Ayub Korom Ali, born in East Pakistan in 1961, came to the UK on his own at the age of 11 to join his uncle in the Midlands. About 2 years later he moved to London to join his cousins.
Ayub Korom Ali was born in 1961 in the village of Satok in Sylhet, Bangladesh. His father looked after their land and animals and his mother was a housewife. Ayub loved the countryside and was the top boy in his class at primary school. During the War of Independence he travelled to a more remote part of the district to avoid the conflict but remembers playing with empty ammunition shells.
His mother asked her brother, working in Birmingham, to take Ayub, her youngest child, to the UK. Ayub knew that if he and his family were to progress he needed to migrate. When the time came, at the age of 11, Ayub found it very difficult as did his mother.
Ayub stayed in Birmingham with his uncle for about 2 years, attending a language school for several months and then a secondary school. When he was 13 he moved to Limehouse to live with his cousins. This was so he could work to keep himself. Every evening after school and at the weekend he worked as a machinist in a clothing factory where he made good friends. The area was racist and students at school intimidated and attacked Bengali boys.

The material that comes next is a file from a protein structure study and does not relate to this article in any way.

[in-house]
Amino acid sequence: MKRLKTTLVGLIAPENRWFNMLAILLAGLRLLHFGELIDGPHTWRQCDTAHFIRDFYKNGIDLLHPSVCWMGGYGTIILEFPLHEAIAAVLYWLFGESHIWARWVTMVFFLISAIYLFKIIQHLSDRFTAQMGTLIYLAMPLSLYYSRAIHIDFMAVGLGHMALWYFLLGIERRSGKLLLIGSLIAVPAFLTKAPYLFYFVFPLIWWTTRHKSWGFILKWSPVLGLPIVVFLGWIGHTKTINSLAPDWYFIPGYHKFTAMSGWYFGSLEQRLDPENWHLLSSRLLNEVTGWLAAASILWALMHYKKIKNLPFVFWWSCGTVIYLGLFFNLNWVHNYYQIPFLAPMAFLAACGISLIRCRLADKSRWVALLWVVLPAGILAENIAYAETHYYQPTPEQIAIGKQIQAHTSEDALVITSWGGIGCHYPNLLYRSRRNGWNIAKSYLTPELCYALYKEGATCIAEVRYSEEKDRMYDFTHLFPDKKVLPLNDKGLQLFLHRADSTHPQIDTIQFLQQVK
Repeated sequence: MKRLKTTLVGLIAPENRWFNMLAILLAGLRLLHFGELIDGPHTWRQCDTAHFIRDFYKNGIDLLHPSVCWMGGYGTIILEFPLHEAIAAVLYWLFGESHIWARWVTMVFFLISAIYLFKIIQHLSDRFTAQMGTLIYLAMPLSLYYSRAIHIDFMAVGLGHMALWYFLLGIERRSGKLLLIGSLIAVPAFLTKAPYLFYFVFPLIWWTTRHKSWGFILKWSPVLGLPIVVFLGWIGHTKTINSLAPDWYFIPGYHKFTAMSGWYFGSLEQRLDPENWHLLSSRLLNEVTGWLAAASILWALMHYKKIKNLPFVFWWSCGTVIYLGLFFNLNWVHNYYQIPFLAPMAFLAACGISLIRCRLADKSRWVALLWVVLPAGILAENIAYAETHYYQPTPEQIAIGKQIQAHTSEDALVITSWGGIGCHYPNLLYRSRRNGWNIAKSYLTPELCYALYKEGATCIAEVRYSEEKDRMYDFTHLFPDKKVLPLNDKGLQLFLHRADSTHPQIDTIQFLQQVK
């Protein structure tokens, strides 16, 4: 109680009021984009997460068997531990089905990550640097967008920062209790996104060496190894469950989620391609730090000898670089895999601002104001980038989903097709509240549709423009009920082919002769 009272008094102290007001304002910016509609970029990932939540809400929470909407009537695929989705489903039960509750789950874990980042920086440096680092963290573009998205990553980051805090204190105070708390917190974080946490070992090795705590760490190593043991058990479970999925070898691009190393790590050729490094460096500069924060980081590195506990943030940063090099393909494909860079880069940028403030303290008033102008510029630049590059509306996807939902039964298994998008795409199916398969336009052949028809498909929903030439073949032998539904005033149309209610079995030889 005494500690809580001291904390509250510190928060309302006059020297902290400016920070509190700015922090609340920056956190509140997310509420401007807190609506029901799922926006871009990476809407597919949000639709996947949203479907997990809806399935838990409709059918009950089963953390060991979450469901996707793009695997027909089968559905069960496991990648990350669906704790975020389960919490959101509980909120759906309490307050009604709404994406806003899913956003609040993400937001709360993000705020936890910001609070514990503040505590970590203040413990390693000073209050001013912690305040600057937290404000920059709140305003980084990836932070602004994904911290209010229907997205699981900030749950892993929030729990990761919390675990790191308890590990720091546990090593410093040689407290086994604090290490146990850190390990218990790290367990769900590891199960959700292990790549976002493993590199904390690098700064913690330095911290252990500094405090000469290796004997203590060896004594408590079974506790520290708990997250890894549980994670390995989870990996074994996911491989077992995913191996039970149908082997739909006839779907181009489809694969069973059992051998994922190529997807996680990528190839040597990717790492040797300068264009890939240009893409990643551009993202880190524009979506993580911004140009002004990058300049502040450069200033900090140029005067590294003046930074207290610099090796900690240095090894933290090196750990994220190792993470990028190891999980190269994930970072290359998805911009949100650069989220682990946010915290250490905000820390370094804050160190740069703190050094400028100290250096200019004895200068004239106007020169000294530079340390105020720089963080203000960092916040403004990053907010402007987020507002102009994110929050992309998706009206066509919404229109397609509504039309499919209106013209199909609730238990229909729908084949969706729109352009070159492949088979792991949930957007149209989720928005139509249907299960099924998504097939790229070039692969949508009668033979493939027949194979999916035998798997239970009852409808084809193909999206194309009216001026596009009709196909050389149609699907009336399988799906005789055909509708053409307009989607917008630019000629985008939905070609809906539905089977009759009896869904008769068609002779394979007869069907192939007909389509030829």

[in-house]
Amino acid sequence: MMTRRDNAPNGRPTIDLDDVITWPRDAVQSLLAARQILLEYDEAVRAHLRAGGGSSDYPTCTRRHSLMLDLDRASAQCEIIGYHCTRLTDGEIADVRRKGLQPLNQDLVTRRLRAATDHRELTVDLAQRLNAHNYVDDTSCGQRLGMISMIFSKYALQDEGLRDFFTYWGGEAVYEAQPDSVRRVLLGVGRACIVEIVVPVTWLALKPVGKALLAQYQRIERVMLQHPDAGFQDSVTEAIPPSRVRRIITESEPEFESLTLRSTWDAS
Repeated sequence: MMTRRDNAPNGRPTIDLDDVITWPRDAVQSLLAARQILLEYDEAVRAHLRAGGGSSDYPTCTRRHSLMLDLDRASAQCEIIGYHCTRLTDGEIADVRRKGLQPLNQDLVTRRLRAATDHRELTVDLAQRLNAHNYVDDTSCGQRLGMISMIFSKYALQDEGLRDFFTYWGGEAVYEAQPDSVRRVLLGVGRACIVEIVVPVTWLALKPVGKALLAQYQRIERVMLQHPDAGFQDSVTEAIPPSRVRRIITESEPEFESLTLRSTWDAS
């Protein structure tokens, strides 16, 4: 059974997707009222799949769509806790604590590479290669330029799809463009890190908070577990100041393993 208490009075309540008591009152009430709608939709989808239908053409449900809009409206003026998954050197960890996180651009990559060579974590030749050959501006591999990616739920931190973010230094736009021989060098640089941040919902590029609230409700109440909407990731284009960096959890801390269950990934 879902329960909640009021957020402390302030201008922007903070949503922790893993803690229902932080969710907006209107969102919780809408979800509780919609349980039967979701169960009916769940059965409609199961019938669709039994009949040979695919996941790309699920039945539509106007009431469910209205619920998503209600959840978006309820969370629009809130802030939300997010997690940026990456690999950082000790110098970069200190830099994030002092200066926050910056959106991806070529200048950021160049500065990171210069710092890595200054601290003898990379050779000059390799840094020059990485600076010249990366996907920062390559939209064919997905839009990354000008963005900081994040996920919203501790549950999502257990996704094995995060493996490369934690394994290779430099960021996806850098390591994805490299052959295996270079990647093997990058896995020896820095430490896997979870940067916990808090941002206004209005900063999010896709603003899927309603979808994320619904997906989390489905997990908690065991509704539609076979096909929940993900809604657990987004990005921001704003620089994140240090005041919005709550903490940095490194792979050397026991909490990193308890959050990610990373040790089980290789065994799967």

He left school at the age of 16, with several CSEs, and went to work full time as a machinist. After the murder of Altab Ali by racist thugs, Ayub got involved in Bangladeshi youth politics. As a mature student he gained a degree, a CQSW in Social Work from Ruskin College, Oxford and an MA. He was seconded by Tower Hamlets Council for 3 years to work on a regeneration project in Sylhet. He now spends half of his time in Sylhet, running a school and being active in local politics. He spends the other half of his time in Newham with his family.